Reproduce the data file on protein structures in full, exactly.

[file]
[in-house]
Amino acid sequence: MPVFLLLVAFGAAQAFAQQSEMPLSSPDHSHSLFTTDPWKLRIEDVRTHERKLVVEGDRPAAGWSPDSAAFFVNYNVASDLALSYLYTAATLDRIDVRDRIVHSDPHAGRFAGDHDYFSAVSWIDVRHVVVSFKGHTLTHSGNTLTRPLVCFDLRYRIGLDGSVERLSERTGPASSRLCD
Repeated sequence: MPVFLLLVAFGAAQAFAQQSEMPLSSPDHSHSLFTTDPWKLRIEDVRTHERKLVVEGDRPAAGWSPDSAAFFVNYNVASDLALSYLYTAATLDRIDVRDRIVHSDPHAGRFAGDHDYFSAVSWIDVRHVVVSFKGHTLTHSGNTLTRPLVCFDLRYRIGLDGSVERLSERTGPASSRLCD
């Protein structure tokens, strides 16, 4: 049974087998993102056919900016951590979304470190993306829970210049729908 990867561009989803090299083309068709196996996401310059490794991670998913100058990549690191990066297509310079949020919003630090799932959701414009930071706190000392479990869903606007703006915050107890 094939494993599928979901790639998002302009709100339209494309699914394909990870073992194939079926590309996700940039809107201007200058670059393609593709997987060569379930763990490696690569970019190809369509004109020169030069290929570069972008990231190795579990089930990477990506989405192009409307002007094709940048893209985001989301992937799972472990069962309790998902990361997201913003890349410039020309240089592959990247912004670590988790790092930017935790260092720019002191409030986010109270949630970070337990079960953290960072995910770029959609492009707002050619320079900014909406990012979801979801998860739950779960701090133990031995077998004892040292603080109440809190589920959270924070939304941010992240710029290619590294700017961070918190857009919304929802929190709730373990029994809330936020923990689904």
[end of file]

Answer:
[in-house]
Amino acid sequence: MPVFLLLVAFGAAQAFAQQSEMPLSSPDHSHSLFTTDPWKLRIEDVRTHERKLVVEGDRPAAGWSPDSAAFFVNYNVASDLALSYLYTAATLDRIDVRDRIVHSDPHAGRFAGDHDYFSAVSWIDVRHVVVSFKGHTLTHSGNTLTRPLVCFDLRYRIGLDGSVERLSERTGPASSRLCD
Repeated sequence: MPVFLLLVAFGAAQAFAQQSEMPLSSPDHSHSLFTTDPWKLRIEDVRTHERKLVVEGDRPAAGWSPDSAAFFVNYNVASDLALSYLYTAATLDRIDVRDRIVHSDPHAGRFAGDHDYFSAVSWIDVRHVVVSFKGHTLTHSGNTLTRPLVCFDLRYRIGLDGSVERLSERTGPASSRLCD
């Protein structure tokens, strides 16, 4: 049974087998993102056919900016951590979304470190993306829970210049729908 990867561009989803090299083309068709196996996401310059490794991670998913100058990549690191990066297509310079949020919003630090799932959701414009930071706190000392479990869903606007703006915050107890 094939494993599928979901790639998002302009709100339209494309699914394909990870073992194939079926590309996700940039809107201007200058670059393609593709997987060569379930763990490696690569970019190809369509004109020169030069290929570069972008990231190795579990089930990477990506989405192009409307002007094709940048893209985001989301992937799972472990069962309790998902990361997201913003890349410039020309240089592959990247912004670590988790790092930017935790260092720019002191409030986010109270949630970070337990079960953290960072995910770029959609492009707002050619320079900014909406990012979801979801998860739950779960701090133990031995077998004892040292603080109440809190589920959270924070939304941010992240710029290619590294700017961070918190857009919304929802929190709730373990029994809330936020923990689904």